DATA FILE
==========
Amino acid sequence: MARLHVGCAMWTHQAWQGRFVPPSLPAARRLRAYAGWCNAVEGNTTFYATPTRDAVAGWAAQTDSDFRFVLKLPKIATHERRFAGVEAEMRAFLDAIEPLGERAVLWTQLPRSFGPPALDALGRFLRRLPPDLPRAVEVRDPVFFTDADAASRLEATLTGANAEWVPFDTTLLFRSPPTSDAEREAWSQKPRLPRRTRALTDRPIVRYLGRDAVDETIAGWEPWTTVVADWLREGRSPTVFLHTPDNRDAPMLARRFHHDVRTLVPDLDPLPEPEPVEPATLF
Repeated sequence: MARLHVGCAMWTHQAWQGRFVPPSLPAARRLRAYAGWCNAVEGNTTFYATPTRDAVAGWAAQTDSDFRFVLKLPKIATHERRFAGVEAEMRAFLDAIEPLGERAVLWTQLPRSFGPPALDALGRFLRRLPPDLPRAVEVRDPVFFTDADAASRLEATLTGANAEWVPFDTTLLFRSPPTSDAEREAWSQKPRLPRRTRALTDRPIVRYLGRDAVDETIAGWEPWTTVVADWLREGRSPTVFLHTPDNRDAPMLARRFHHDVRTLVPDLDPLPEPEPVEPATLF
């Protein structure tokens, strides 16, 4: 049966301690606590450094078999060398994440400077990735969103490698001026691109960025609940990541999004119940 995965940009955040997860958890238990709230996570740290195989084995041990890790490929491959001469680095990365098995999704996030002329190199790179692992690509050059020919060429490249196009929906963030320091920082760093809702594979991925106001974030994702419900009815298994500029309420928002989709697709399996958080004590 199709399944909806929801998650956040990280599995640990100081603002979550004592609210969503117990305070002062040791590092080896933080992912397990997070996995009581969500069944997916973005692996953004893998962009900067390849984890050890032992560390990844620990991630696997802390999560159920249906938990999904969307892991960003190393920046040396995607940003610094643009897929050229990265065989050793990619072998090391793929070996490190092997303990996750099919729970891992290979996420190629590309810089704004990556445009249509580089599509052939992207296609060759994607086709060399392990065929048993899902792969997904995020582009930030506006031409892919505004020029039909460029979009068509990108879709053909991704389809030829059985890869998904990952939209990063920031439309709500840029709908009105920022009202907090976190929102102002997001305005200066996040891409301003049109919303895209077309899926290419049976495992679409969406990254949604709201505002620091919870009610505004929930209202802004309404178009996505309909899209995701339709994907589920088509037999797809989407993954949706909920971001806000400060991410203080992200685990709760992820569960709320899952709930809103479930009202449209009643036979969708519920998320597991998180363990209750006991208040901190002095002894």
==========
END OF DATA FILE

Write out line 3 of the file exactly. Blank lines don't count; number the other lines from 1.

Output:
């Protein structure tokens, strides 16, 4: 049966301690606590450094078999060398994440400077990735969103490698001026691109960025609940990541999004119940 995965940009955040997860958890238990709230996570740290195989084995041990890790490929491959001469680095990365098995999704996030002329190199790179692992690509050059020919060429490249196009929906963030320091920082760093809702594979991925106001974030994702419900009815298994500029309420928002989709697709399996958080004590 199709399944909806929801998650956040990280599995640990100081603002979550004592609210969503117990305070002062040791590092080896933080992912397990997070996995009581969500069944997916973005692996953004893998962009900067390849984890050890032992560390990844620990991630696997802390999560159920249906938990999904969307892991960003190393920046040396995607940003610094643009897929050229990265065989050793990619072998090391793929070996490190092997303990996750099919729970891992290979996420190629590309810089704004990556445009249509580089599509052939992207296609060759994607086709060399392990065929048993899902792969997904995020582009930030506006031409892919505004020029039909460029979009068509990108879709053909991704389809030829059985890869998904990952939209990063920031439309709500840029709908009105920022009202907090976190929102102002997001305005200066996040891409301003049109919303895209077309899926290419049976495992679409969406990254949604709201505002620091919870009610505004929930209202802004309404178009996505309909899209995701339709994907589920088509037999797809989407993954949706909920971001806000400060991410203080992200685990709760992820569960709320899952709930809103479930009202449209009643036979969708519920998320597991998180363990209750006991208040901190002095002894």